Bates distribution

PDF see below
Skewness 0
Ex. kurtosis

In probability and statistics, the Bates distribution, named after Grace Bates, is a probability distribution of the mean of a number of statistically independent uniformly distributed random variables on the unit interval.[1] This distribution is sometimes confused with the Irwin–Hall distribution, which is the distribution of the sum (not mean) of n independent random variables uniformly distributed from 0 to 1.


The Bates distribution is the continuous probability distribution of the mean, X, of n independent uniformly distributed random variables on the unit interval, Ui:

The equation defining the probability density function of a Bates distribution random variable x is

for x in the interval (0,1), and zero elsewhere. Here sgn(x k) denotes the sign function:

More generally, the mean of n independent uniformly distributed random variables on the interval [a,b]

would have the probability density function (PDF) of

Therefore, the PDF of the distribution is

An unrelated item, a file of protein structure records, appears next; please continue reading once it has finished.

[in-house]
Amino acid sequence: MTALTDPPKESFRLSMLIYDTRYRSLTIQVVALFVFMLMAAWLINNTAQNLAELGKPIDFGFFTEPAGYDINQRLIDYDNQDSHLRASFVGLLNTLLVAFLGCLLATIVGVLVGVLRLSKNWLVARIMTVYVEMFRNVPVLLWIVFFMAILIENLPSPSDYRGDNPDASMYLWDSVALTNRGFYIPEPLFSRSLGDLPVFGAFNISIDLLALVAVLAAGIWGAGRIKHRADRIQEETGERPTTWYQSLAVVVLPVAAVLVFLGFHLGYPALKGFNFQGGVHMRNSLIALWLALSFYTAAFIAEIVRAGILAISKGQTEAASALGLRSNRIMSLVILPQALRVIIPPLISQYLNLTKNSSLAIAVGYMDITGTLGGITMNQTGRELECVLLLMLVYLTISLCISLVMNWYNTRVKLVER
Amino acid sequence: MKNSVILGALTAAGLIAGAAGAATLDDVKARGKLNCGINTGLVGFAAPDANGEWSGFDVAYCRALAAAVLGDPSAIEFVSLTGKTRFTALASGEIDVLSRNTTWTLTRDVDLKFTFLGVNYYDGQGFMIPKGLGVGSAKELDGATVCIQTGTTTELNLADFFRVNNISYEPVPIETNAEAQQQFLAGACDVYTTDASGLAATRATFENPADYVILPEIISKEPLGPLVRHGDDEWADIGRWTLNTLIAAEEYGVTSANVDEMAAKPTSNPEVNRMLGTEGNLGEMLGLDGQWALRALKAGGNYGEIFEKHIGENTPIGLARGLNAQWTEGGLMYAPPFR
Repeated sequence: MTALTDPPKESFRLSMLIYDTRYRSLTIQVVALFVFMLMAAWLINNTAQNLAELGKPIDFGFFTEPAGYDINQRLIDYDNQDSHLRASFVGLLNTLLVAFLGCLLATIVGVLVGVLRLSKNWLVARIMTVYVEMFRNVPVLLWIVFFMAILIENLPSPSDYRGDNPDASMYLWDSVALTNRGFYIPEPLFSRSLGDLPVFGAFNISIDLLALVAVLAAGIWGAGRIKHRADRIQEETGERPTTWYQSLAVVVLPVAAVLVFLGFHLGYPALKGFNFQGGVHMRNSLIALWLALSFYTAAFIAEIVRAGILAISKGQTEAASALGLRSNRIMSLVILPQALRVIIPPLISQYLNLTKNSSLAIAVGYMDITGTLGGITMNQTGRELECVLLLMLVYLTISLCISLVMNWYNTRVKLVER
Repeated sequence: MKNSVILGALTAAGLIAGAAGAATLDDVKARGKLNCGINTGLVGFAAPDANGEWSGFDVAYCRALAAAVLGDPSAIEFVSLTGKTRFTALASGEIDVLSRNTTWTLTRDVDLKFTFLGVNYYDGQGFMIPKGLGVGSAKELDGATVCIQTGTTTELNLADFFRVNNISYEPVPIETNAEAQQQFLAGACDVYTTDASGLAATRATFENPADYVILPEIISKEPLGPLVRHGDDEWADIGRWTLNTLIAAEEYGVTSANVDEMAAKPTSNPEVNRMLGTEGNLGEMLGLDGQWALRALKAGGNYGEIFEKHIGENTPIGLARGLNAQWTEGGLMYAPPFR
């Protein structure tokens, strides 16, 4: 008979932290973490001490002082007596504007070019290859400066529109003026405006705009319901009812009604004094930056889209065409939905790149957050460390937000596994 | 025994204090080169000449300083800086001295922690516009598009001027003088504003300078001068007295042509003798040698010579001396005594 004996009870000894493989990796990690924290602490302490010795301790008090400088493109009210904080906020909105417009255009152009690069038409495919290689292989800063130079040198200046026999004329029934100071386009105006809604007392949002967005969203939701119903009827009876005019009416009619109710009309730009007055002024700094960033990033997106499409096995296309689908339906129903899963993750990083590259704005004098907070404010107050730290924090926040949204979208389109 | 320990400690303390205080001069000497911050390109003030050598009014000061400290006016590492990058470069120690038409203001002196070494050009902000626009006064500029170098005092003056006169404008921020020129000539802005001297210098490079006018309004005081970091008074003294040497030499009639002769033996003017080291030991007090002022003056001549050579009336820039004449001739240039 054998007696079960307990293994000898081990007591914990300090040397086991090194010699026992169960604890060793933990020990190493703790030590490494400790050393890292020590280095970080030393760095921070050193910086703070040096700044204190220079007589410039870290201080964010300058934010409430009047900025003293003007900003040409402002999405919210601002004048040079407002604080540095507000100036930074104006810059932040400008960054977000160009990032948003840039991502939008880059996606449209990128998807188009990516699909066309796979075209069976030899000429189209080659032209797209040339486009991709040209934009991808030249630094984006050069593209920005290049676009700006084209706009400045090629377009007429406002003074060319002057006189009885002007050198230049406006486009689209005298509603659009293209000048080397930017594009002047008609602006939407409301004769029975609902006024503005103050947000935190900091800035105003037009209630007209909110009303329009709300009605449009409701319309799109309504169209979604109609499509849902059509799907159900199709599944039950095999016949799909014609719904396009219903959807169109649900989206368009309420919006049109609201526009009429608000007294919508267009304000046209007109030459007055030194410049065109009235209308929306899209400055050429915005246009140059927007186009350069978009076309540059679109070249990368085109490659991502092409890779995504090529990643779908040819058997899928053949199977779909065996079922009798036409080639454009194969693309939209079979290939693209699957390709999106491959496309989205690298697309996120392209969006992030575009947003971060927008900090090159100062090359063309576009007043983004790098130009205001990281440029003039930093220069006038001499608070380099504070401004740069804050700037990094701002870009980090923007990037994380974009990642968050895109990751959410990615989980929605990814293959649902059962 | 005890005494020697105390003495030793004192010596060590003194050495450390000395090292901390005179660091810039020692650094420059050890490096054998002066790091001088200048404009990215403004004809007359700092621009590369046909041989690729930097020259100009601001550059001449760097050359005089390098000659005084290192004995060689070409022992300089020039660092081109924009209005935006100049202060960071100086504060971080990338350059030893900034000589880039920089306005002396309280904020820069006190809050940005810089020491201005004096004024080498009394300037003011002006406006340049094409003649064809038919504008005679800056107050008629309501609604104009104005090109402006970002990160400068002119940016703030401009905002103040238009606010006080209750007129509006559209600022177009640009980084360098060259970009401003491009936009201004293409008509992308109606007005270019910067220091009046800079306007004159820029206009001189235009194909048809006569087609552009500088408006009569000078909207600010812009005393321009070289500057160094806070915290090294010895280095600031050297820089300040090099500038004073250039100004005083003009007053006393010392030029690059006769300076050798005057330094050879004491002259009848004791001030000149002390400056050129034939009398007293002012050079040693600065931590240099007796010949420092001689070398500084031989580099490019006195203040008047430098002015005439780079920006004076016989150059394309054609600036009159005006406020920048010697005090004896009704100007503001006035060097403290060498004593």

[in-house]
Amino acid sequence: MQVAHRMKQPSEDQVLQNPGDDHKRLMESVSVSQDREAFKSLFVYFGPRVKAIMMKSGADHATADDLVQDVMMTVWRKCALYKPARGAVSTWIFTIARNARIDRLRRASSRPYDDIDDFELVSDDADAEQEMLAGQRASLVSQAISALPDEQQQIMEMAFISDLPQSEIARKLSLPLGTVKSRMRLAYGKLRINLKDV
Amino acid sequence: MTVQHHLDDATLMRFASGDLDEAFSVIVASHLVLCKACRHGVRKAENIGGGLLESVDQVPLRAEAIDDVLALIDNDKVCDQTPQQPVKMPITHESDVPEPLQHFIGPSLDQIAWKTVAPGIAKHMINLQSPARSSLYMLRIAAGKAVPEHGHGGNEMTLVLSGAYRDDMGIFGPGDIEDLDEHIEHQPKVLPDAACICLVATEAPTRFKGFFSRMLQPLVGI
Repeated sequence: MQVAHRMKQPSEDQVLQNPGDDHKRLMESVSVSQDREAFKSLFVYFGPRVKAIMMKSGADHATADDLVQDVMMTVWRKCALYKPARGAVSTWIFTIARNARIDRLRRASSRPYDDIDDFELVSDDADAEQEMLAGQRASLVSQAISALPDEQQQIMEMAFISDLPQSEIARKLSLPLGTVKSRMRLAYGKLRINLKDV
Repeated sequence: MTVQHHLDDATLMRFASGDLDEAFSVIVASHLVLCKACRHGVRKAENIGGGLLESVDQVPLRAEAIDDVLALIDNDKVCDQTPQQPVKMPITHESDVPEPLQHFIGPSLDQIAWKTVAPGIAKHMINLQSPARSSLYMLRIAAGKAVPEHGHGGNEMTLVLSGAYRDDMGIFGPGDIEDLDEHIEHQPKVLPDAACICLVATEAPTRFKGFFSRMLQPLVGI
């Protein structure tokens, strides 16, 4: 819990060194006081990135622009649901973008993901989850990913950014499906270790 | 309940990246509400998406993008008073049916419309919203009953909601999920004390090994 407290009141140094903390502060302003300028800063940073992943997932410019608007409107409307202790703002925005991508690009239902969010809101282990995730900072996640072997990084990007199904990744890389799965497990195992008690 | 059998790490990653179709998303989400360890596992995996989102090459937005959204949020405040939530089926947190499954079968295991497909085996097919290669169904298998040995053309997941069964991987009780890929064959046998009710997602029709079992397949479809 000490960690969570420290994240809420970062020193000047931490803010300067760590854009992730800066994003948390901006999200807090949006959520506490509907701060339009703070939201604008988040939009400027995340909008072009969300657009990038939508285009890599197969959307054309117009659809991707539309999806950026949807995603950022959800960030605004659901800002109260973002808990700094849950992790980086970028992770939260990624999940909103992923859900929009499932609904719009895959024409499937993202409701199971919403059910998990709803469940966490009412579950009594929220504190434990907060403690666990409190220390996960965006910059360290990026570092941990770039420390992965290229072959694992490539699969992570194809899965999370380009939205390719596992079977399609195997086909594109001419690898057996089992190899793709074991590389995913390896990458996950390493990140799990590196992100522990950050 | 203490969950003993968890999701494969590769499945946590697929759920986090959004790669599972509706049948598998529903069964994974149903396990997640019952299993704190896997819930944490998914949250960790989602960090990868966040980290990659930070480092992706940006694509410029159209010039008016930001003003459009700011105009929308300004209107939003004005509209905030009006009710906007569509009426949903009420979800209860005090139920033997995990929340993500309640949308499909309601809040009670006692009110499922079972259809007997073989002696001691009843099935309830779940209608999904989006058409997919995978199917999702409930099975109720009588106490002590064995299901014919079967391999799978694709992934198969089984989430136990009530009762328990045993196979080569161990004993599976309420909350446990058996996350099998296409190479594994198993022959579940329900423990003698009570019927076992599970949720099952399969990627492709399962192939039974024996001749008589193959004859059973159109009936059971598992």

Extensions to the Bates Distribution

Instead of dividing by n we can also use sqrt(n) and create this way a similar distribution with a constant variance (like unity) can be created. With subtraction of the mean we can set the resulting mean of zero. This way the parameter n would become a purely shape adjusting parameter, and we obtain a distribution which covers the uniform, the triangular and in the limit also the normal Gaussian distribution. By allowing also non-integer n a highly flexible distribution can be created (e.g. U(0,1)+0.5U(0,1) gives a trapezodial distribution). Actually the Student-t distribution provides a natural extension of the normal Gaussian distribution for modeling of long tail data. And such generalized Bates distribution is doing so for short tail data (kurtosis<3).


  1. Jonhson, N.L.; Kotz, S.; Balakrishnan (1995) Continuous Univariate Distributions, Volume 2, 2nd Edition, Wiley ISBN 0-471-58494-0(Section 26.9)


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